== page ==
Circuit City Sucks [rant]

Warning: off topic rant, sorry.

If you are going to buy anything from Circuit City be warned that you will be dealing with either lying

or ignorant and lazy sales people and rude customer service.

Recently on two different occasions I bought a product based on what the sales

person told me and both times they were completely wrong.

The first

time was regarding a Sony handy-cam, they had two models, one was the DCR-SR82 (with a 60 Gig drive) and a DCR-SR42

(with a 30 Gig drive). The sales staff claimed they were the same

except for the drive size, which is completely false. I found this out

after getting home, and reading the manual. It turns out Sony

also has a DCR-SR62

which is the same as the 82 with a smaller drive. One huge difference, among many,

is that the 42 doesn’t record in wide screen format. So I took it back

and had to get the manager of the store to issue a refund. Which he

finally did after talking to the head camera guy who confirmed my

claims. End result: bought the SR62 elsewhere (online).

I’ve shopped at Circuit City a lot in the past, and so I thought, maybe the sales

person was just new or something. So, I wanted some speaker mounts for my front

speakers and I gave Circuit City another shot. When asked if I need

help, I ask if the speaker mounts I’m looking at will fit

my speakers and proceeded to show the sales guy which speakers I have

(bought from them). He say confidently that they will work with those

speakers. I get home and surprise they don’t. So today I took them back

with the intention of getting the right ones. When I returned them, I

told the CSR

that these don’t fit my speakers, even after showing the sales guy which speakers

I own. He says “That sucks. You should yell at him.” in a very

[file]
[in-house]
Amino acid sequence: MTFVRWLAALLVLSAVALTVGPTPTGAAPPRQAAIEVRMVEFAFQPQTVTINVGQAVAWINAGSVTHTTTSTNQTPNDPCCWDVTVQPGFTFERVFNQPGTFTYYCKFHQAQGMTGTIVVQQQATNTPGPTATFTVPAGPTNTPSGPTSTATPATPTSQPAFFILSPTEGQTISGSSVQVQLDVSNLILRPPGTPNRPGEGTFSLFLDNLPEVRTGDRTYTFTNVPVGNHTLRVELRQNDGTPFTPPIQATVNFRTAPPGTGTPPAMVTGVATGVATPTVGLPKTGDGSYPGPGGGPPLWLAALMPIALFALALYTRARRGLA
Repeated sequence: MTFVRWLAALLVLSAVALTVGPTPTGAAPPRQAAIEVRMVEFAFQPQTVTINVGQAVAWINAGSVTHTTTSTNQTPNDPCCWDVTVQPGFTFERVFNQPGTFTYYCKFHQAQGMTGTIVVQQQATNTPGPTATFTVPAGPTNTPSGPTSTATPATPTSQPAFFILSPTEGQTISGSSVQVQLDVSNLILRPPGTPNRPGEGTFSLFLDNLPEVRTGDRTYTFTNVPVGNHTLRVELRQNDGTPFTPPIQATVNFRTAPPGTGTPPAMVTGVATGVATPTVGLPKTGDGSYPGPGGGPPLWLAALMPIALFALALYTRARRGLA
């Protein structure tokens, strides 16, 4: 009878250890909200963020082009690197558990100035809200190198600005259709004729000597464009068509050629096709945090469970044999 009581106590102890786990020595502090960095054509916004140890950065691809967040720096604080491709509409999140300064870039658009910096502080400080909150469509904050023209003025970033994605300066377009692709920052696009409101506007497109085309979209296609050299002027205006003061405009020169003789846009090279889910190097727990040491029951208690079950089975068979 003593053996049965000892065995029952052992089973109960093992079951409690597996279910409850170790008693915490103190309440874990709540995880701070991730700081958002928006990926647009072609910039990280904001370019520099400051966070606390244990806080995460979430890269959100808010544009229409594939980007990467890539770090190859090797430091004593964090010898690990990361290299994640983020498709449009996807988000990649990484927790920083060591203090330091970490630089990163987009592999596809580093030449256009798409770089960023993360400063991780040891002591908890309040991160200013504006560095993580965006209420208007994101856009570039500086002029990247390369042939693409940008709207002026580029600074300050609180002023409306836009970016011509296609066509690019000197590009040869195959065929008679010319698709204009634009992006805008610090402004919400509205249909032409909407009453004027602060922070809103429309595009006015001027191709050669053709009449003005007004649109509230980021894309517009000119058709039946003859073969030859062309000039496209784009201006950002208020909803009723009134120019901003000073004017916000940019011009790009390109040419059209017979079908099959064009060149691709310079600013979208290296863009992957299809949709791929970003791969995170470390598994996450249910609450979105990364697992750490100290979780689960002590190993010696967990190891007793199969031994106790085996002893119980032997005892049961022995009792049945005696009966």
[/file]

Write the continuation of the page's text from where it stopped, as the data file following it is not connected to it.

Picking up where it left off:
sarcastic, I don’t give a shit, way. I was shocked to be treated so

poorly. So, I’m done with Circuit City. It’s right on it’s way to being

the next CompUSA.

Too bad really, because at one point they were much better then Best Buy

(the worse electronics store ever), and I bought a lot from them then.

Circuit City sucks, don’t buy from them.

IoC smell: Having IContainerAccessor as a dependency.

Looking back, it should have been an obvious thing to not do, but it wasn’t. I wanted to get access to the container and so I made IContainerAccessor a dependency for my class. The I added that to the container. The Main problem was that the IContainerAccessor interface was implemented on the class that also created the container. So, after startup I had two containers, one I created for the application and one that container created when the IContainerAccessor was created.

Okay, there are other ways to implement the IContainerAccessor, but is that what I really needed? No, I really needed a way to create a specific kind of component. Maybe like a factory of some sort. Oh, yea the factory pattern is already sitting around waiting to be used. And it was a good solution here.

That makes me think, for most cases where you want the container directly, there is a better solution waiting to be used.

Prefer Equals over operator== because generic types will not behave how you expect

I stumbled across this unit testing some Immutable model objects. I’m overriding equals on these object and as so thought, how about I create a generic method to test equality? Sounded like a good idea, got rid of some duplicate code, made sure I’m testing all the variations on each object. Then my tests Failed! WTF? It turns out that using == on Generic Type objects is a bad idea, even it you’ve provided you own operator==! Even if you’ve implemented the IEquatable interface!

This is bad:

private static void TestGeneric<T>(T first1, T second1) where T:class 
Console.WriteLine("{0} == {1} is {2}", first1, second1, IsTrue(first1 == second1));

The compiler will emit IL that does two odd things, IMO. First, box’s the args first1 and first2. That’s a waste as they are constrained to be classes. Second it’s calling the IL method ceq (check equals). Why doesn’t it call Equals()? I’m guessing there are reasons for this, as it’s the same behavior in 3.5. Maybe if you meant to call Equals you should have?

This is good:

private static void TestGeneric<T>(T first1, T second1) where T:class 
Console.WriteLine("{0} Equals {1} is {2}", first1, second1, IsTrue(first1.Equals(second1)));

The above code won’t box the objects and it will call your overridden Equals method as expected. I know it’s been said before, but alway use the Equals method!

One more interesting thing with the class constraint you can’t use the == syntax. I guess because once the box and class ceq it will break operator== for value types.

Worse is that if your type constraint is a specific class it will allow and call the operator== method but only on that class so any subclass that are passed in will use the base classes operator== for the compare.

Full code to see this in action is attached:

Program1.cs (2.38 KB)

Getting Finance::Quote installed and working on windows for GnuCash